If Greens reduce cow numbers by 30%…

…farmers have a solution.

Greens have often said they want to reduce cow numbers by up to 30%.

Farmers rallied in Morrinsville on Tuesday, concerned about what may happen if Greens and Labour get into government and force a reduction in cow numbers.

But they threatened a response – if they have to reduce cow numbers they will increase the size of cows.

mcgiven-small-under-cow-768x465

A spokesperson for Federated Farmers unveils a genetically modified cow that will enable dairy farmers to reduce cow numbers significantly.

 

A full of bull election

This election campaign has been full of bullshit – there has been a lot of deliberate misinformation, and many false and misleading claims. All the larger parties have been guilty of this.

Some of the biggest bluster has come from National, and it continues. Newshub:  Steven Joyce still backing Labour’s alleged $11.7b fiscal hole

Steven Joyce is still backing his claim of a gaping fiscal hole in Labour’s budget, despite numerous economists saying his $11.7 billion calculation is wrong.

The National finance spokesman told Three’s The Project on Tuesday evening that nobody disagrees the opposition’s numbers don’t add up.

“Everybody’s agreed there’s a hole… the only debate is about how big it is and Labour are trying to fill it with their seven taxes,” he said during a bickering match with Labour deputy finance spokesman David Clark.

But Mr Clark called that “rubbish”.

“[Mr Joyce] has dug a big hole and he’s thrown his credibility into it.”

But:

Mr Clark says Labour is being nothing but transparent.

“So we’re more transparent than they are and the big challenge to Steven is to lay out his account because Labour has been ridiculously transparent.”

That’s ridiculous nonsense. What will Labour do with tax?

Stuff:  Jacinda Ardern tells Kelvin Davis off over capital gains tax comments

Ardern said she was “absolutely clear” on the fact Labour would hold a working group, but refused to answer how far Labour was intending to go with its conclusions and suggested tax changes were more likely to occur in the first term.

“I’ve absolutely maintained our right, and my right as leader, to make sure when that tax working group reports back that I am able to act in Government in the best interests of New Zealand to try and address the housing crisis.”

Yes Labour were ‘transparent’ about their intention to form a tax working group, but absolutely unclear on what would eventuate.

So unclear Ardern changed her mind about when anything coming out of the working group would be implemented, deferring any changes until 2021.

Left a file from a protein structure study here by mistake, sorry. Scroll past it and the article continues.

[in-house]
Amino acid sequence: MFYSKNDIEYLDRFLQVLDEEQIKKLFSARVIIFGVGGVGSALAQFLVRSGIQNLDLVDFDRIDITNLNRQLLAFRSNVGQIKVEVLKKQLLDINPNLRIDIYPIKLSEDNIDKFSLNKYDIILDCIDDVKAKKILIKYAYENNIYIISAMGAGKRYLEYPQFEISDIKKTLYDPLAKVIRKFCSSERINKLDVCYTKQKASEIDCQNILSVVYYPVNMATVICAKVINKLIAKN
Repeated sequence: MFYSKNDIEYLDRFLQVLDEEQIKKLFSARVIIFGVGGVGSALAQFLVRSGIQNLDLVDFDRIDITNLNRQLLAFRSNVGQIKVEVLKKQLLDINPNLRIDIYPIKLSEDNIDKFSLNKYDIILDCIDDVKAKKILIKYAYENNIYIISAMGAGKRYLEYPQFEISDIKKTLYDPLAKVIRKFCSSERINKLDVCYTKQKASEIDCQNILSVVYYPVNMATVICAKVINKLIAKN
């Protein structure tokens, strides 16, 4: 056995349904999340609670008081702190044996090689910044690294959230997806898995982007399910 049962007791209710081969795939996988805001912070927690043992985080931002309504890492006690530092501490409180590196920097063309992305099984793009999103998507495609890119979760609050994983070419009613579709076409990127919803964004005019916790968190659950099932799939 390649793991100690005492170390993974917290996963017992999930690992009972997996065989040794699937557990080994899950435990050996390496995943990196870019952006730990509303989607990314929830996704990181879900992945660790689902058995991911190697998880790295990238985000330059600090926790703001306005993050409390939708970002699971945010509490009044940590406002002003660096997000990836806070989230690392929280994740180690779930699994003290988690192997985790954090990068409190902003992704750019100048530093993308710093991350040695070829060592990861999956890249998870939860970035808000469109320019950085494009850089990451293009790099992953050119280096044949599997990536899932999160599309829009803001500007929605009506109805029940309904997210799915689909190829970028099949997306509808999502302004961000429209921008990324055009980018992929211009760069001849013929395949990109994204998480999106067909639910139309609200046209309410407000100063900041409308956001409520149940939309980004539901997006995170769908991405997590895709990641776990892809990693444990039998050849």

Muddying this even more was James Shaw’s elevation on Sunday of Capital Gains Tax to a priority in Green negotiations.

Patrick Gower raises the bullshitometer:  National guilty of biggest campaign lie

It has been deliberately spreading misinformation that “Labour is raising income tax”.

This is not true.

The reality is that Labour has actually ruled out raising income tax.

What Labour has done is say that it will cancel National’s tax cuts that are due to come into force next year.

Yes, National has over-egged ‘Labour will raise tax’, but Labour (and Gower) are bordering on bullshitting here too. It depends on semantics.

Many income earners will pay more tax under a Labour government than under a National government – tax cuts of up to $1000 a year from next April are in the statute books, and Labour say they will change the law, effectively raising tax from what is currently legislated for.

Greens have put themselves on an honesty and integrity pedestal, but desperate to save themselves from falling below the threshold they have been promoting some major bullshit too.

They have added a banner to their billboard that I drive past each morning. It says something like:

‘The only way to get a progressive Labour+Green government is to vote Green’.

And of course there is the veteran bullshitter.

From The Spinoff:  Tinkerbell the pretty communist and other things the dairy farmers said

Peters harangued the crowd in that stabby way of his, telling them the National Party had “secret deals with the Māori Party” and a “secret deal with iwi around the country”, and that straight after the election we were going to learn that National, like Labour, was going to introduce a water tax.”

Peters later told media he had “a letter in my briefcase over there” (though he didn’t ask anyone to go and get it).

Several others tried simple straight questions, and Peters ducked and dived on every one of them. He didn’t seem to mind. He wasn’t there to win the crowd, he was there to use the event to dominate the news that evening.

Scott Smyth, a dairy farmer from Karapiro, asked Peters whether, if he was in government with Labour, he would stop the water tax. Peters wouldn’t say.

Peters claims he knows of a ‘secret deal’, implied he had evidence, but as he often does he didn’t produce any. and he woukldn’t commit to stopping a water tax either.

Peters may or may not be king maker after the election but before it he wears the bullshit crown.

The dishonesty of all parties in this campaign has made it an election full of bull. Voters are poorly served by these levels of dishonesty.

Green Party ‘fully costed policy manifesto’

Greens have published a ‘fully costed policy manifesto’, but this doesn’t tell us what any coalition deal that combines election promises would cost.

The Green Party today published its fully costed policy manifesto along with an independent analysis of its fiscal implications.